July 28, 2020
By Philip S. Prince, Virginia Tech Active Tectonics and Geomorphology Lab
The sandbox model shown below developed nice fault-propagation folds during its deformation.
These anticlines are recognizable as fault-propagation folds because the fault that offsets the deepest blue layer does not cut upward through the entire section. Displacement along the fault at depth is accommodated by folding of the overlying, un-faulted layers. The image below shows generally where the fault, drawn in red, terminates.
Compressional fault-propagation anticlines often have a vertical or slightly overturned forelimb (the left limb of the fold above). Bed thickness in the upper folded part of the structure remains fairly constant, without obvious significant thickening in the hinge or thinning by “smearing” in either the footwall of the fault or the forelimb in the shallower parts of the structure. The model shows slight thickness variations, but these probably result from locally uneven layer deposition during setup.
The fault-propagation deformation style seen here probably results from the mechanical characteristics of the layer pack, which is dominated by the weak white microbeads. The uppermost light blue layers are quite strong and brittle, and the deepest thick blue layer is stronger than the microbeads but weaker than light blue. The very thin dark blue layers are intended to only provide a reference point to track deformation, but they exert some mechanical influence on how the white layers behave. In a real-world example, the forelimb of a fault-propagation fold would likely contain many small structures resulting from steepening of the bedding to a vertical or overturned orientation. The image below suggests what these small-scale faults might look like in the model, if more very thin layers were present to reveal them.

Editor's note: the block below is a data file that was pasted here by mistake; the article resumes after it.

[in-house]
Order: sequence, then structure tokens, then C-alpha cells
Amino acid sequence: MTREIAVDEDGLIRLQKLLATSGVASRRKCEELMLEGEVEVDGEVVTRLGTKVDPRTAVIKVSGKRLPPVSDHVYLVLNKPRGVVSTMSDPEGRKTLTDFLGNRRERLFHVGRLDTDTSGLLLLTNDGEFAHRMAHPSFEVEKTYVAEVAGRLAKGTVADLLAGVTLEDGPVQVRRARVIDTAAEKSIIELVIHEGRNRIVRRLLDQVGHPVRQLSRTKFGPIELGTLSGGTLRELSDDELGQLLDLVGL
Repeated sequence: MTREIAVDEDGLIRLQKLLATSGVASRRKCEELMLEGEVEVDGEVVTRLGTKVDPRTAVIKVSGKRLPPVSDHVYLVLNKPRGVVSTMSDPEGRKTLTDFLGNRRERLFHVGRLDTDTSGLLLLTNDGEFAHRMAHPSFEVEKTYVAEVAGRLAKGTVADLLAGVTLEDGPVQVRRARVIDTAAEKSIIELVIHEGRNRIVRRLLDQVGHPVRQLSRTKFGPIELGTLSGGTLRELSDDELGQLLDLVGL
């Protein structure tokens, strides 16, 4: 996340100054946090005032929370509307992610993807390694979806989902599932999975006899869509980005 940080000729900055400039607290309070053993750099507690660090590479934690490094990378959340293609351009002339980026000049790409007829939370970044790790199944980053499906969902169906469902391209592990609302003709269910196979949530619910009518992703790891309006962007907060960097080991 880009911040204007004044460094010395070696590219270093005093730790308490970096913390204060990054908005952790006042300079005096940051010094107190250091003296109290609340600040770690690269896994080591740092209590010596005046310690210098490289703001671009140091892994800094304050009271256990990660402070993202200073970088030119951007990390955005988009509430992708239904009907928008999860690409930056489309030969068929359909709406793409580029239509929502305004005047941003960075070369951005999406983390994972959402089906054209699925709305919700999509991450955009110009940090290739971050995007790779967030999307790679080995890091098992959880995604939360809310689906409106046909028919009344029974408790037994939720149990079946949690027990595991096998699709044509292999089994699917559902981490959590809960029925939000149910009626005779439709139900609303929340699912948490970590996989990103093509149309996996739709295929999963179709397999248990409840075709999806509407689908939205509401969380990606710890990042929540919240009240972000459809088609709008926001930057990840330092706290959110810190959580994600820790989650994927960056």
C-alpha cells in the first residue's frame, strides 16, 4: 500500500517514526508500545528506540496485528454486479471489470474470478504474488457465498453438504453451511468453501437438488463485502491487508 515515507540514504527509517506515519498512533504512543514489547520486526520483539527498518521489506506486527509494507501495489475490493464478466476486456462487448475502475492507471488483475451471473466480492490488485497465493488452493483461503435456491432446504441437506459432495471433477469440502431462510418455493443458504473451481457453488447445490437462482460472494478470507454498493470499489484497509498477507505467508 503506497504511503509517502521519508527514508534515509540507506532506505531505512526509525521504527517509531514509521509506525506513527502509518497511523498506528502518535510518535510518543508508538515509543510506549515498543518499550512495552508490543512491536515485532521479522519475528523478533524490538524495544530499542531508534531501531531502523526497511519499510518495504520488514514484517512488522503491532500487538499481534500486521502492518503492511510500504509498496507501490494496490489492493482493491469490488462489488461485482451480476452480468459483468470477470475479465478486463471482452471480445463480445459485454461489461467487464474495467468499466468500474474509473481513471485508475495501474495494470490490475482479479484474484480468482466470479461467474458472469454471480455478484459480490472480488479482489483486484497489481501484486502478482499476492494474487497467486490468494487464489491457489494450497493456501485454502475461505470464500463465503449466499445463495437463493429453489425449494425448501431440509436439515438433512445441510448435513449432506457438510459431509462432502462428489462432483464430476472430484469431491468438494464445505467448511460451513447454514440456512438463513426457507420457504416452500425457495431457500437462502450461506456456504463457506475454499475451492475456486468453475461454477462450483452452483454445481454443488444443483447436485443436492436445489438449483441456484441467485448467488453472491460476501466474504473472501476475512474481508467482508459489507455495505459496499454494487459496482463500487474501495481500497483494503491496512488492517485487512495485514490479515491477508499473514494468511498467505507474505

The forelimb is likely cut by a large number of very low displacement forethrusts. The beds that have rotated to vertical probably experienced slip in the bedding planes to accommodate the steep tilting. Above, I have drawn this bedding plane slip as occurring before the small forethrusts, which offset the slip plane. In reality, it’s all probably happening at the same time to create a zone of great small-scale structural complexity.
The structure at the center of the two images below is a fault-propagation fold that has undergone fault breakthrough due to continued shortening. Here, fault offset cuts all the way through the section.
Below, I have drawn faults onto the structure.
Much has been written about fault-propagation folding in compressional settings, and the diagram below by Suppe (sourced here) shows examples of breakthrough structures.
The breakthrough model shows both high-angle and low-angle breakthroughs. Although the model structure is completely fault-cut, its fault-propagation history is apparent because the deepest dark blue layer is much more displaced from its footwall cutoff than the orange layer upsection. The image below illustrates the differing offsets with yellow lines. Some of the displacement affecting the deep blue layer is accommodated in the breakthrough faults offsetting the orange layer, but these breakthrough displacements can’t account for the full displacement of the thick blue layer. This offset disparity indicates that for a period of the deformation sequence, the deep blue layer was being offset by a thrust fault, while overlying layers were accommodating the shortening by folding above the propagating fault.
I like to offer at least one real-world example of structures produced in the models I present, so here is a cross section from Suppe (1985) of the Meilin Anticline of western Taiwan, interpreted to have a simple and straightforward fault-propagation style (sourced here). Note the scale bar…this is a kilometers-scale (or miles) structure, and the models shown here are intended to represent the behavior of a few kilometers of sedimentary rock in a compressional fold belt.
Compared to the first models in this post, it bears some resemblance, particularly if the top half of the model below were lost to erosion.
This post was originally published in The Geo Models blog. It was reproduced here with permission.